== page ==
As the Covid-19 pandemic has swept across the nation and around the world, those of us who practice in the areas of Wills, Trusts and Estates have noted an increase in calls from clients alarmed by what they are seeing on the news and in their own neighborhoods. We typically field calls from clients interested in the more sophisticated documents found in the estate planner’s arsenal – Wills, Revocable Trusts, Generation Skipping Trusts, Lifetime Access Trusts, Gifting Trusts and the like. These days our clients are even more focused on a document that typically does not receive as much attention as these other documents – the advanced directives.
Advanced directives include health care surrogate designations and living wills. Depending on the state in which you reside these may be combined into a single document (New York and New Jersey for example) or in separate documents such as Florida. In either case, these documents give the client the opportunity to designate certain individuals to make health care decisions for them in the event the client is unable to do so on their own. In the case of living wills, the clients express their wishes as they relate to the use of life support and under what circumstances they wish to refuse such treatment.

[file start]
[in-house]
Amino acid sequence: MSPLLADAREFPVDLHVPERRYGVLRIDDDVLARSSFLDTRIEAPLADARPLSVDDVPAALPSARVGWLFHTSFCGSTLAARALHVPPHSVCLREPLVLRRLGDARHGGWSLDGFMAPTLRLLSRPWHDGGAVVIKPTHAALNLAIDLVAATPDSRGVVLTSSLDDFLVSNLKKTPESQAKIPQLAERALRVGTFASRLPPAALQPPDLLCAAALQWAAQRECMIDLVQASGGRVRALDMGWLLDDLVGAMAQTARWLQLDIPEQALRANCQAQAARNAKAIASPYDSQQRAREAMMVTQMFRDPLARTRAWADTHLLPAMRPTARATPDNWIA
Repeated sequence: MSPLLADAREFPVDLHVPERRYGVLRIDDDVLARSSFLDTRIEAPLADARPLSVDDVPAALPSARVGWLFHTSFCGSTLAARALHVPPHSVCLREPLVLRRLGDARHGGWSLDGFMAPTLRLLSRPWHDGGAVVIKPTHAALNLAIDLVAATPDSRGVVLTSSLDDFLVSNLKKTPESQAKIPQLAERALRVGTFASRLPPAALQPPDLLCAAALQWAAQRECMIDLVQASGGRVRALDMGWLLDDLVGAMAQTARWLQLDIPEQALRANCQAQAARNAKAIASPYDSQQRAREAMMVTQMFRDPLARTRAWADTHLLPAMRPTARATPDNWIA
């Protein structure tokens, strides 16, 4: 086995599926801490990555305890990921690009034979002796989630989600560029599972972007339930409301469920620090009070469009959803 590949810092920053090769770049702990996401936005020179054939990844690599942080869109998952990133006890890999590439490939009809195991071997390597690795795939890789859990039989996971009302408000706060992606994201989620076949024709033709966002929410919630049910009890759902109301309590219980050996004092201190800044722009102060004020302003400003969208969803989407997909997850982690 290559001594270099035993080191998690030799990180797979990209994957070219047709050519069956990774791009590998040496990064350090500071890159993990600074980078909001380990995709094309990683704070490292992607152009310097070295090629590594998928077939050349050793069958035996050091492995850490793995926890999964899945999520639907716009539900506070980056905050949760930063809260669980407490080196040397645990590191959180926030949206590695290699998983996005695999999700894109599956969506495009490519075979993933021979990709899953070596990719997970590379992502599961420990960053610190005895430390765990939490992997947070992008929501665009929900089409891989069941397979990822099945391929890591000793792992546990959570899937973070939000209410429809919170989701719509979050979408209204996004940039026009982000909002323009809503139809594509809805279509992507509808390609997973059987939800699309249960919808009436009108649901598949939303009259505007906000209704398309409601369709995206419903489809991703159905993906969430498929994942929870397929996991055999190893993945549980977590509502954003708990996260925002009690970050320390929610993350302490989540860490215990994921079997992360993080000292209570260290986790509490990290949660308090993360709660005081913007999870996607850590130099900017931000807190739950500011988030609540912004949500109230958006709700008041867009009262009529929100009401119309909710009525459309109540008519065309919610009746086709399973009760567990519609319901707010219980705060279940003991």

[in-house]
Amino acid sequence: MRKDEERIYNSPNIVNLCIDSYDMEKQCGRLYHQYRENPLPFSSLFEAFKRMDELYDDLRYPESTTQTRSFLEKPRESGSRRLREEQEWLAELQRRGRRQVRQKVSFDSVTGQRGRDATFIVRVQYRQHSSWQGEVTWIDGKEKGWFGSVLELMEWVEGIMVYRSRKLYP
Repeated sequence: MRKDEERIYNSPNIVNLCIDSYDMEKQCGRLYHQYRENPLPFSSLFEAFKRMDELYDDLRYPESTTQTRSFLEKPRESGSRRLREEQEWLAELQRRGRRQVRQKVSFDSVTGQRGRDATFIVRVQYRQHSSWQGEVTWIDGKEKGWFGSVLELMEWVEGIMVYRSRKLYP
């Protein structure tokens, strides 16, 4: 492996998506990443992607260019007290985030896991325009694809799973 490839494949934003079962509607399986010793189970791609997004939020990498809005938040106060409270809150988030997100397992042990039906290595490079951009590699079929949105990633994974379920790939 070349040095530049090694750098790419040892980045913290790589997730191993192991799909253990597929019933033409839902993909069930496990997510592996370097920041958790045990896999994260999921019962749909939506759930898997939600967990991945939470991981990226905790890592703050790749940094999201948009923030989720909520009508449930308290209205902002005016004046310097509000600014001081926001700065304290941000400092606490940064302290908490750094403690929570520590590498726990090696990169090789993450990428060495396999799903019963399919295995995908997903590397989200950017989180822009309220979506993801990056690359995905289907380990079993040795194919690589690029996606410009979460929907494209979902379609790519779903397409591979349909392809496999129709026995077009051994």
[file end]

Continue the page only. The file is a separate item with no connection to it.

With the very real possibility that some of our clients may be placed on a ventilator in the ICU, our clients have never been more aware or concerned about making sure that their wishes are clearly spelled out. In the past, these concerns often seemed far into the future but the pandemic has brought them very much to the present. Today, nothing may be more important than contacting your estate planning professional to confirm that your existing documents are consistent with your wishes or, even more importantly, if you have not considered these issues at all. It is critical you take the time to thoughtfully consider the content of your advanced directives.
The attorneys at Cole Schotz are prepared to assist you with these difficult decisions as well as any other questions you may have relative to your estate planning needs.
As the law continues to evolve on these matters, please note that this article is current as of date and time of publication and may not reflect subsequent developments. The content and interpretation of the issues addressed herein is subject to change. Cole Schotz P.C. disclaims any and all liability with respect to actions taken or not taken based on any or all of the contents of this publication to the fullest extent permitted by law. This is for general informational purposes and does not constitute legal advice or create an attorney-client relationship. Do not act or refrain from acting upon the information contained in this publication without obtaining legal, financial and tax advice. For further information, please do not hesitate to reach out to your firm contact or to any of the attorneys listed in this publication.